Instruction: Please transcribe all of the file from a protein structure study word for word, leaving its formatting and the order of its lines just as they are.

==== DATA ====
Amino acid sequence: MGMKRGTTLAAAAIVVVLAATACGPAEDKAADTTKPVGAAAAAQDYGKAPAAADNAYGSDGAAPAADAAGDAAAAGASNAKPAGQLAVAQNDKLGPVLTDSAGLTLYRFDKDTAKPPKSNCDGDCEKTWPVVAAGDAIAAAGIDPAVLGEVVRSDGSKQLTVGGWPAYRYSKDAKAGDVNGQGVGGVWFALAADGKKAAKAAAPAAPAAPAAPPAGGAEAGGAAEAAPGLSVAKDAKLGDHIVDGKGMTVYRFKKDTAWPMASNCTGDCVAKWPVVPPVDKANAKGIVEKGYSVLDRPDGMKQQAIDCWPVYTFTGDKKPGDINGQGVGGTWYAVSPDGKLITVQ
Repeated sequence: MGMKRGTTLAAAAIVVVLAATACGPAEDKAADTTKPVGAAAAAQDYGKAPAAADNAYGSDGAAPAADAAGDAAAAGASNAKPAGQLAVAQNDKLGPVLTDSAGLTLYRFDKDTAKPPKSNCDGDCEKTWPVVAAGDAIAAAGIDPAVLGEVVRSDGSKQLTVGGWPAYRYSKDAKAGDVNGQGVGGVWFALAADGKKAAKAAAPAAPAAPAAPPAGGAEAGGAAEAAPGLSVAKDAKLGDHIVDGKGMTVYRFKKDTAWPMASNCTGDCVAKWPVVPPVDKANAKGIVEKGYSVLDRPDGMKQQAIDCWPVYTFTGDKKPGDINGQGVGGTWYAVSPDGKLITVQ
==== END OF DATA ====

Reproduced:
Amino acid sequence: MGMKRGTTLAAAAIVVVLAATACGPAEDKAADTTKPVGAAAAAQDYGKAPAAADNAYGSDGAAPAADAAGDAAAAGASNAKPAGQLAVAQNDKLGPVLTDSAGLTLYRFDKDTAKPPKSNCDGDCEKTWPVVAAGDAIAAAGIDPAVLGEVVRSDGSKQLTVGGWPAYRYSKDAKAGDVNGQGVGGVWFALAADGKKAAKAAAPAAPAAPAAPPAGGAEAGGAAEAAPGLSVAKDAKLGDHIVDGKGMTVYRFKKDTAWPMASNCTGDCVAKWPVVPPVDKANAKGIVEKGYSVLDRPDGMKQQAIDCWPVYTFTGDKKPGDINGQGVGGTWYAVSPDGKLITVQ
Repeated sequence: MGMKRGTTLAAAAIVVVLAATACGPAEDKAADTTKPVGAAAAAQDYGKAPAAADNAYGSDGAAPAADAAGDAAAAGASNAKPAGQLAVAQNDKLGPVLTDSAGLTLYRFDKDTAKPPKSNCDGDCEKTWPVVAAGDAIAAAGIDPAVLGEVVRSDGSKQLTVGGWPAYRYSKDAKAGDVNGQGVGGVWFALAADGKKAAKAAAPAAPAAPAAPPAGGAEAGGAAEAAPGLSVAKDAKLGDHIVDGKGMTVYRFKKDTAWPMASNCTGDCVAKWPVVPPVDKANAKGIVEKGYSVLDRPDGMKQQAIDCWPVYTFTGDKKPGDINGQGVGGTWYAVSPDGKLITVQ